Reports: ND355495-ND3: Homogeneous Nanoparticle Catalysis: Synthesis, Structural Characterization, and Catalysis Applications of Molecular Transition Metal Clusters
Jonathan Owen, PhD, Columbia University
Introduction. We seek control the structure of graphite derived electrocatalysts with atomic precision. Such structures can provide unprecedented levels of selectivity in otherwise challenging transformations like CO2 reduction to hydrocarbon fuels. Through catalytic gasification of graphite (Figure 1) nanometer wide trenches can be etched into graphite that are atomically straight over μm lengths. Fine structure control over these length scales is a unique feature of these trenches. We aim to functionalize the trench edges with catalysts for a variety of electrochemical transformations. Highly dense active sites that are directly contacted by the electrode would be a broadly impactful electrochemical platform. We are studying the processes that control edge initiation and propagation to gain improved control over the trench orientation, width, and mean length. With these edges in hand, we are testing their reactivity with azide reagents to append amine functional groups in an ordered fashion. These edges are being characterized with a variety of techniques, including scanning electron microscopy (SEM), atomic force microscopy (AFM), Raman microscopy, and scanning tunneling microscopy (STM).
Figure 1. A) A 0.5 nm transition metal catalyst cluster etching a channel in single layer graphene. Hydrogenolysis of the graphene lattice leads to the excision of carbon atoms via the loss of methane. B) A cartoon illustrating ‘edge controlled’ etching of graphene leading, in this example, to exclusive production of zig zag edge structure.
Controlling etching through particle synthesis and patterning. The width of the trenches cut via gasification is determined by the size of the transition metal particle gasification catalyst. Through colloidal synthesis the size of the metal particles can be tightly controlled. Cobalt metal nanoparticles were synthesized by established literature methods1 and used as etching catalysts. The size control is limited somewhat by the agglomeration of particles under the gasification conditions. Nonetheless, preformed cobalt nanocrystals produce samples with long straight channels as can be seen by SEM (Figure 2). Trench initiation in this sample, and in others, occurs at edges. We are using this principle to control the point of initiation by patterning holes in graphene. Trenches initiated at well defined patterns, in principle, would allow controlled production of arrays, superlattices, and other structures of etched graphene shapes. Patterning defects through electron beam lithography has proven to be an effective method of inducing catalyst initiation, as seen in the AFM micrograph seen in Figure 2, where trenches extend from a 1µm hole patterned by electron-beam lithography.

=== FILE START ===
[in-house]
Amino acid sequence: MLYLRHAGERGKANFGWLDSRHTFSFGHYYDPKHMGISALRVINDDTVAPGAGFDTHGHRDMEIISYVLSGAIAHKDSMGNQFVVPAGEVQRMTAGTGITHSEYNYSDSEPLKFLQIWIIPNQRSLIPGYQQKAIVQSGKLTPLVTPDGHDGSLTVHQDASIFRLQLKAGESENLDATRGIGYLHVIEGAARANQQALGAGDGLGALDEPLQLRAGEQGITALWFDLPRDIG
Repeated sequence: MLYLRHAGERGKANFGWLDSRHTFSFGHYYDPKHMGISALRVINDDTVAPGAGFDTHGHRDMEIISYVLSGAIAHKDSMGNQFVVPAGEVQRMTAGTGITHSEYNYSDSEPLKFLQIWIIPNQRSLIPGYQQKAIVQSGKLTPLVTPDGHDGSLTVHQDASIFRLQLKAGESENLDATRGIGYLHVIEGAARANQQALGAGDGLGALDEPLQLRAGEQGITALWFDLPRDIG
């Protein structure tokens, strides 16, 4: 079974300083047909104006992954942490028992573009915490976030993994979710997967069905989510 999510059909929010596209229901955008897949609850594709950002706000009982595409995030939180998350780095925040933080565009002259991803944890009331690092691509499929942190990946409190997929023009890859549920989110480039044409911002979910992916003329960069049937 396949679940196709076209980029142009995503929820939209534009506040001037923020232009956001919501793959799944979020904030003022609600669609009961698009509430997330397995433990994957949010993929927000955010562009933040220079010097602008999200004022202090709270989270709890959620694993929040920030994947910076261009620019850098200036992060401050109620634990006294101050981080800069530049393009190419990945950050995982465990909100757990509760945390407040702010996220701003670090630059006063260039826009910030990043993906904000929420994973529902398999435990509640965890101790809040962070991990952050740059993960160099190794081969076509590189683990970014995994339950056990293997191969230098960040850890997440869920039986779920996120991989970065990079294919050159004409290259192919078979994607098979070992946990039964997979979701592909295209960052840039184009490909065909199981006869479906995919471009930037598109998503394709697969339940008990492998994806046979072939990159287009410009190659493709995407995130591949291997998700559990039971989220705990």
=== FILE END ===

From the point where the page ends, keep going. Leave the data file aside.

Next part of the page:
Figure 2. (Left) SEM Micrograph of graphite flake etched with cobalt nanoparticles. (Right) TEM micrograph of colloidally synthesized nanoparticles.
Figure 3. AFM MicrogrAph of a lithographically patterned hole with metal particle etched trenches emanating outward.
In-situ functionalization via reactive gases. To obtain nitrogen functionalized edges we performed gasification reactions with NH3 rather than dihydrogen. We hypothesized this would provide amine terminated edges rather than what is presumed to be a hydrogen terminated edge. Experiments with ammonia resulted in two forms of gasification, (1) unselective etching of pits (likely the result of direct reaction of NH3 with the carbon) and catalytic trench formation from gasification, possibly via H2 produced by NH3 cracking. XPS analysis showed N signal incorporated into the graphite, however a large oxygen signal was also present, casting doubt on the direct nitrogenation of the graphite (NH3 replacement of graphite oxide is known2). Collaborators in the Pasupathy lab at Columbia University performed STM analysis of the substrate with nitrogen XPS signal and saw regions of increased electron density shown in Figure 4, indicating nitrogen incorporation. These bright spots, however, were not seen on the straight edges of the etched trenches, and may have incorporated at other defects containing oxygen.
Post etching functionalization via azido reactions. Due to the limitations of direct functionalization with reactive gases, including low selectivity, dangerous precursors, and harsh reaction conditions, a new strategy of post etching functionalization is proposed. We aim to study graphite functionalization using azide and diazonium reagents, to produce functionality on the long, straight etched edges.3 The selectivity will be studied using STM and will allow us to address selectivity issues in the reactivity of graphite with unprecedented detail.
Figure 4. 50 nm wide STM micrograph of NH3 etched HOPG recorded at 150pA, 2V. Bright spots are nitrogen atoms.
Attachment of molecular catalyst to graphene nanoribbon electrode. After protocols are developed for the precise control and characterization of graphitic edges, we aim to elaborate the nitrogen functionalized edge with catalysts molecules. Tuning the metal identity and ligand shell will allow for selectivity of carbon based products and the efficiency of the catalytic processes. We look to explore how changing the linkage between the molecular catalyst and the electrode can affect the efficiency, selectivity, and products of CO2 reduction with a high degree of structural clarity.
(1) Puntes, V. F.; Krishnan, K. M.; Alivisatos, A. P. Science 2001, 291 (5511), 2115–2117.
(2) Li, X.; Wang, H.; Robinson, J. T.; Sanchez, H.; Diankov, G.; Dai, H. Journal of the American Chemical Society 2009, 131 (43), 15939–15944.
(3) Liu, L.-H.; Yan, M. Acc. Chem. Res. 2010, 43 (11), 1434–1443.